Modeling alcohol self-administration in the human laboratory

Ulrich S. Zimmermann, Sean O’Connor, Vijay A. Ramchandani

Research output: Contribution to journalArticle

39 Scopus citations


This review focuses on 27 studies employing experimental alcohol self-administration (ASA) in humans which were published between 1989 and 2010. Twelve studies enrolling healthy, non-dependent social drinkers (HSD) were aimed at evaluating physiological and behavioral determinants of alcohol-induced reward or modeling situations of increased risk to develop alcohol use disorders. The remaining 15 studies tested the effect of medications such as naltrexone, nalmefene, nicotine, mecamylamine, varenicline, gabapentin, aripiprazole, and rimonabant on ASA. The participants were either HSD or non-treatment-seeking alcoholics (NTSA). In 25 of these studies, the subjects ingested alcohol orally and reached a mean peak blood alcohol concentration (BAC) during baseline conditions between 43 and 47 mg% (0.043-0.047%). Two recent studies employed computer-assisted self-infusion of ethanol (CASE), where subjects press a button to request multiple sequential alcohol exposures intravenously instead of drinking. This method has been demonstrated to be safe and provides increased experimental control of BAC and keeps subjects blind concerning the amount already self-administered. Peak exposures in the CASE studies ranged from 60 to 80 mg% in HSD and up to 240 mg% in NTSA.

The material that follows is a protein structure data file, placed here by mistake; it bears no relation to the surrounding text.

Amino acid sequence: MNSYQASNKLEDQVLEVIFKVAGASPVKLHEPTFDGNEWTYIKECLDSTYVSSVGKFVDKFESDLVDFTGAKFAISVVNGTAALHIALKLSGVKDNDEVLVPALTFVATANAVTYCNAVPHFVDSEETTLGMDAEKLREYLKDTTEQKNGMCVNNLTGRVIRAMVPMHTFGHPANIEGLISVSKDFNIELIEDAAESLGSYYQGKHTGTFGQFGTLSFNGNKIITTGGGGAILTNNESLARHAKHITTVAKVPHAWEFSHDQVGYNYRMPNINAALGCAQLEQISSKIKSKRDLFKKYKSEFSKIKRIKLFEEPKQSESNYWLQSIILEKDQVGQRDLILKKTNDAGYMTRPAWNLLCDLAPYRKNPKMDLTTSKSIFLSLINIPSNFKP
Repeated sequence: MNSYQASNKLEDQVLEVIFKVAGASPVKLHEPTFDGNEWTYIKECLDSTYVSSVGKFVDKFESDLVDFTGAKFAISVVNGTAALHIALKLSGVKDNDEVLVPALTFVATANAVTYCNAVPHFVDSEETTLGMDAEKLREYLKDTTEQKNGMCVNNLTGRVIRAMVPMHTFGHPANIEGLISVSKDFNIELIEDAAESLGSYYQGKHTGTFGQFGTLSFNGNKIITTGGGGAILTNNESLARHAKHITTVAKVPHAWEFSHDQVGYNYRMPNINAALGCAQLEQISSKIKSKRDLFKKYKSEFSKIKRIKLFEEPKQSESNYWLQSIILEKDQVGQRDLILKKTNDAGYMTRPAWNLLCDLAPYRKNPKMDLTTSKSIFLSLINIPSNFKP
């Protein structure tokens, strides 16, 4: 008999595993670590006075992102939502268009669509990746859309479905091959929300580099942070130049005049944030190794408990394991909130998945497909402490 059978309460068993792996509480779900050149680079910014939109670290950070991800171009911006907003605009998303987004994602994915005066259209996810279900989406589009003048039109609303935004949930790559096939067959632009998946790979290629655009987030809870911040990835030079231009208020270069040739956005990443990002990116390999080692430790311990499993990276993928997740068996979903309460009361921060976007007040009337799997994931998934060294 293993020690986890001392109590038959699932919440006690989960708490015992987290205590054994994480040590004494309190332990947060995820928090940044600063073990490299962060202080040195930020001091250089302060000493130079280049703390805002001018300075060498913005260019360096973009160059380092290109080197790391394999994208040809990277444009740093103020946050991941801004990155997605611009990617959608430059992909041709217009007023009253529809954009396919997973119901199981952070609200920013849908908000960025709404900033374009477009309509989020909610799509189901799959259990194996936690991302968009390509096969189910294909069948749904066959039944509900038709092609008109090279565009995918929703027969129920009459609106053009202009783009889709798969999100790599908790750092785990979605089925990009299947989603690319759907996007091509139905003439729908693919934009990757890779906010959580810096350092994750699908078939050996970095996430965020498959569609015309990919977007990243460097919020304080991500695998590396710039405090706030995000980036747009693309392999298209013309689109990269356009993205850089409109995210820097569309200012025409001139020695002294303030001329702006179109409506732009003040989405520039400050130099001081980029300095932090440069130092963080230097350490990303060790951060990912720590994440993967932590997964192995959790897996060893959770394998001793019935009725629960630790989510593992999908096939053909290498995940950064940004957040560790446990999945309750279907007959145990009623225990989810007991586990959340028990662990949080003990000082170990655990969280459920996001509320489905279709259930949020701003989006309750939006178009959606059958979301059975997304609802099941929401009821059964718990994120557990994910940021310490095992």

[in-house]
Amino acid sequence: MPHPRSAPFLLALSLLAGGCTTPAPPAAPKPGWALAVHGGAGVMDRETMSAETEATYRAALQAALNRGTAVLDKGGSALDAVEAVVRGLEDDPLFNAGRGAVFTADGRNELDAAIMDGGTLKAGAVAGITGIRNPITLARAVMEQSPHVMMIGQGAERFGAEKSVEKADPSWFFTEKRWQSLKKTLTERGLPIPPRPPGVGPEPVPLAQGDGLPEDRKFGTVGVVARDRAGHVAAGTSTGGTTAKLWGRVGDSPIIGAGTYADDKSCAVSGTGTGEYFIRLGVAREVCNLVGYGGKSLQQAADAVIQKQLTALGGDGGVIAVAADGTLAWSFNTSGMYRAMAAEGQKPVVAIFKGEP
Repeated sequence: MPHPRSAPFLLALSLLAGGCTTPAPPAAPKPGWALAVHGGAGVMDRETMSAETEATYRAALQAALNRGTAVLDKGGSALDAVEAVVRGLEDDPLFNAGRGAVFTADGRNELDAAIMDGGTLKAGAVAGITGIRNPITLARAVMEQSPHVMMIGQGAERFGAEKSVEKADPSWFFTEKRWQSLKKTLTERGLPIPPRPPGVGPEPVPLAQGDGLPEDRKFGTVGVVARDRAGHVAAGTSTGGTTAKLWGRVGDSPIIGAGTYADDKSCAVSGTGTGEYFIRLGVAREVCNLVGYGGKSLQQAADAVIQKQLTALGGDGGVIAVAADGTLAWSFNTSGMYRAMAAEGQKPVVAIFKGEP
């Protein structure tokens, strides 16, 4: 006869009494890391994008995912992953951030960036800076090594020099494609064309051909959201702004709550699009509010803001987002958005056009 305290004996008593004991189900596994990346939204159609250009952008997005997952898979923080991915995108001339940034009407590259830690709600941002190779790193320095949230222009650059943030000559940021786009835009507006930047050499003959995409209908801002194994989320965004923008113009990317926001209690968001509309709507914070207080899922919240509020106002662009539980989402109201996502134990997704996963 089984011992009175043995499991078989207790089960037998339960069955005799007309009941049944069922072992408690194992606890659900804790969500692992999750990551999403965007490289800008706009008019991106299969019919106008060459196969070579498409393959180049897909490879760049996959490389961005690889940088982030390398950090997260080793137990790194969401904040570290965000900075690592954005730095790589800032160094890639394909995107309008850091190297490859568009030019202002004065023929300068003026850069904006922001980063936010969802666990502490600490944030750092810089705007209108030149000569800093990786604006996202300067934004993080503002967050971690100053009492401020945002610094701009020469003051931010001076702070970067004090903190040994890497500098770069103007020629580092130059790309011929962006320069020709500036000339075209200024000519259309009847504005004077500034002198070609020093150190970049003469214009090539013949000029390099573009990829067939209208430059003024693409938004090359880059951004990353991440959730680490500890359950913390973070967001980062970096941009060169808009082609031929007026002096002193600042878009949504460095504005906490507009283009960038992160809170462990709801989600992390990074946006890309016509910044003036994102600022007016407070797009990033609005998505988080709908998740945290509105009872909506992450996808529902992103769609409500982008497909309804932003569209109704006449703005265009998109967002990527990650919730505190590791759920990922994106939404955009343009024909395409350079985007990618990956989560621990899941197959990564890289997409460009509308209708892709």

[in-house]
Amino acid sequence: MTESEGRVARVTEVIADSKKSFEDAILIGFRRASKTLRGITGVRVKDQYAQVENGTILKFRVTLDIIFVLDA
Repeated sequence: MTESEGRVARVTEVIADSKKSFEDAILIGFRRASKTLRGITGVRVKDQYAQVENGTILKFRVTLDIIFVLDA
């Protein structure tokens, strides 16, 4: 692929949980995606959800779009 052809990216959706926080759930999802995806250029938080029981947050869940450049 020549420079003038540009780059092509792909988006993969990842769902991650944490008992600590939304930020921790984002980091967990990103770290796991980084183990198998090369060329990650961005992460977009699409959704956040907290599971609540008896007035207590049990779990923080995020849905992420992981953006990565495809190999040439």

Original languageEnglish (US)
Pages (from-to)315-353
Number of pages39
JournalCurrent Topics in Behavioral Neurosciences
StatePublished - Jul 27 2011


  • Alcohol
  • Alcohol dependence
  • Human
  • Self-administration

ASJC Scopus subject areas

  • Behavioral Neuroscience

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